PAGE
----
The burial mounds are evidence of the Early Dilmun civilization, around the 2nd millennium BCE, during which Bahrain became a trade hub, whose prosperity enabled the inhabitants to develop an elaborate burial tradition applicable to the entire population. These tombs illustrate globally unique characteristics, not only in terms of their number, density and scale, but also in terms of details such as burial chambers equipped with alcoves.

Unesco WHS list ref:  1542

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Babylon

Brief description

Babylon is an archaeological site which stands out as a unique testimony to one of the most influential empires of the ancient world. One of the largest, oldest settlements in Mesopotamia and the Middle East, it was the seat of successive powerful empires under such famous rulers as Hammurabi and Nebuchadnezzar. As the capital of the NeoBabylonian Empire (626-539 BCE), it is the most exceptional testimony of this culture at its height and represents the expression of this civilization’s creativity through its unusual urbanism, the architecture of its monuments (religious, palatial and defensive) and their decorative expressions of royal power. Babylon radiated not only political, technical and artistic influence over all regions of the ancient Near and Middle East, but it also left a considerable scientific legacy in the fields of mathematics and astronomy.

As an archaeological site, Babylon possesses exceptional cultural and symbolic associations of universal value. The property represents the tangible remains of a multifaceted myth that has functioned as a model, parable, scapegoat and symbol for over two thousand years. Babylon figures in the religious texts and traditions of the three Abrahamic faiths and has consistently been a source of inspiration for literary, philosophical and artistic works. The buildings and other urban features contained within the boundaries of the property (outer and inner-city walls, gates, palaces, temples including the ziggurat, the probable inspiration for the Tower of Babel, etc.), include all its attributes as a unique testimony to the neoBabylonian civilization, in particular its contribution to architecture and urban design. Eighty-five percent of the property remains unexcavated and of primary importance to support the site’s Outstanding Universal Value through further conservation and research.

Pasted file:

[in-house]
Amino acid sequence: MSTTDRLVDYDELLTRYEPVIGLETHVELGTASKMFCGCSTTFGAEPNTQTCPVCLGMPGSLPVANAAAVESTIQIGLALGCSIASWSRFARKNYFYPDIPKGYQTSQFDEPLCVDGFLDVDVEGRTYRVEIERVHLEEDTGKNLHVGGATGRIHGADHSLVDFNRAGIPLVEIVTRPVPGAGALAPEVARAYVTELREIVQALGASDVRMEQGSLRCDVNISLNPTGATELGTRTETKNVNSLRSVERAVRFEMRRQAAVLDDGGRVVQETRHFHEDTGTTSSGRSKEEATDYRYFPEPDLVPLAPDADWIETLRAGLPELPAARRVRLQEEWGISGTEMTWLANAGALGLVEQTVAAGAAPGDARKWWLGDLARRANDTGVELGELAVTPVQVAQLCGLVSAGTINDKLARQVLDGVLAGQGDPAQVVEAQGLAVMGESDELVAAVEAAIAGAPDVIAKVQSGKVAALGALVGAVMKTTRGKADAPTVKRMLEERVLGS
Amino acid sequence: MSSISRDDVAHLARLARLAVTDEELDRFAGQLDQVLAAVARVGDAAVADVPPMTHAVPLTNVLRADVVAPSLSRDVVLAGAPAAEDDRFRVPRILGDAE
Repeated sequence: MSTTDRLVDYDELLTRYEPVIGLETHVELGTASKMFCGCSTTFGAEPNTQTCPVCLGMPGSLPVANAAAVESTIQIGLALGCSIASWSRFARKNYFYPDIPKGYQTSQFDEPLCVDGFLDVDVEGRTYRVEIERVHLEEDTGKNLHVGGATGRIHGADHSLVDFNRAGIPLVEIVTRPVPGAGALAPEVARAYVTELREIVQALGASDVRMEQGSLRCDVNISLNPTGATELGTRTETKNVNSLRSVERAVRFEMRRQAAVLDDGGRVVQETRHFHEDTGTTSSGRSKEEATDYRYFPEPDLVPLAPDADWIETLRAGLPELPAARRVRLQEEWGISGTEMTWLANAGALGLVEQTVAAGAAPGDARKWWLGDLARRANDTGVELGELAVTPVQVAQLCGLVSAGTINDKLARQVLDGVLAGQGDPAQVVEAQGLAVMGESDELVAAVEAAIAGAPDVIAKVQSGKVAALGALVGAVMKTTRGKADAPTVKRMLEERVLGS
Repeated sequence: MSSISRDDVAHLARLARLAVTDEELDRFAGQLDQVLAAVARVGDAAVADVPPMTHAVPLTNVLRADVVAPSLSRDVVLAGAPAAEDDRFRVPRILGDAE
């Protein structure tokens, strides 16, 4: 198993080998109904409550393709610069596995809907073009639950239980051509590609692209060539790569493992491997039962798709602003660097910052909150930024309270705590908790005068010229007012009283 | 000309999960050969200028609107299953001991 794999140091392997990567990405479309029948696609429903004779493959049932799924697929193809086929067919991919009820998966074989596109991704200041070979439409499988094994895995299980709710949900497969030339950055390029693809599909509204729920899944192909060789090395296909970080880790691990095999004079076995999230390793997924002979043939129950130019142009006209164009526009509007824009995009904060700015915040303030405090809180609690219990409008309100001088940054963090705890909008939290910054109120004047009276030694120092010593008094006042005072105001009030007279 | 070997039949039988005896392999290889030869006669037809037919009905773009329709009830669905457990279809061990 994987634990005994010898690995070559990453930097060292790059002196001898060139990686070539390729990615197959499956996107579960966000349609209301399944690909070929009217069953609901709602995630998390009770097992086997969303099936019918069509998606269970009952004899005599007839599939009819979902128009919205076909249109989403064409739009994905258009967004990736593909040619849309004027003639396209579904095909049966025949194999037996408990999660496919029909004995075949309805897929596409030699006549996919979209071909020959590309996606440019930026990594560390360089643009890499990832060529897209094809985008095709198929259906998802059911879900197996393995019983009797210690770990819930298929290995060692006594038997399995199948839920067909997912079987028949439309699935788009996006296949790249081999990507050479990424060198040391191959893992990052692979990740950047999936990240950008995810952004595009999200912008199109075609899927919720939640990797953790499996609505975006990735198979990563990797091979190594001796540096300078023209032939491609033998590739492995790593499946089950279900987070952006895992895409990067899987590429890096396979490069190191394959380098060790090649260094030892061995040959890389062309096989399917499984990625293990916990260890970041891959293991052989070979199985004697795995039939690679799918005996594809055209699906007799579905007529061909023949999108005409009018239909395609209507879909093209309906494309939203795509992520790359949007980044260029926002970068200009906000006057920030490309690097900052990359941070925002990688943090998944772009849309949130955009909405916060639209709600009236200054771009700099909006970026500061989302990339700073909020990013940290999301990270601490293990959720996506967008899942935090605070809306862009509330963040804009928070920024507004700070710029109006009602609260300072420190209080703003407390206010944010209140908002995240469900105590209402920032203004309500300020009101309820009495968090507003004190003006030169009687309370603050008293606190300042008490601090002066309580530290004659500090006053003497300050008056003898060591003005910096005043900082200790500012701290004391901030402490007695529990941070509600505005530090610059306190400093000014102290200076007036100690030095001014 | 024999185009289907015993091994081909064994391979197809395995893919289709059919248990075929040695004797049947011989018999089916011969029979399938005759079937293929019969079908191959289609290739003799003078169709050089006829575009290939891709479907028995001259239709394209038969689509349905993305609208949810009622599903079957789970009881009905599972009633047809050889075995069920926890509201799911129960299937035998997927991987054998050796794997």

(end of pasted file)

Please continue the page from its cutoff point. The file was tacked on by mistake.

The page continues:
Unesco WHS list ref:  278

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Ancient Ferrous Metallurgy Sites of Burkina Faso

Brief description

The five components of the property bear witness to the ancient nature and importance of iron production, and its impact on pre-colonial societies in the Sahelian zone of Burkina Faso. Dated to the 8th century BCE, Douroula bears the most ancient testimony to the development of iron production currently identified in Burkina Faso, and illustrates this first and relatively early phase of the development of iron production in Africa. Tiwêga, Yamané, Kindibo and Békuy all have remarkably well conserved iron ore smelting furnaces. They are also the only sites in Burkina Faso to have furnaces in elevation. They are massive production sites that, through their scale, illustrate the intensification of iron production during the second millennium AD, at a time when Western African societies were becoming increasingly complex. The property is directly associated with living traditions embodied by the blacksmiths at Yamané, Kindibo and Douroula. These traditions are expressed today by symbolic values linked to iron technology among the communities of descendants of the blacksmiths and metallurgists.

Unesco WHS list ref:  1602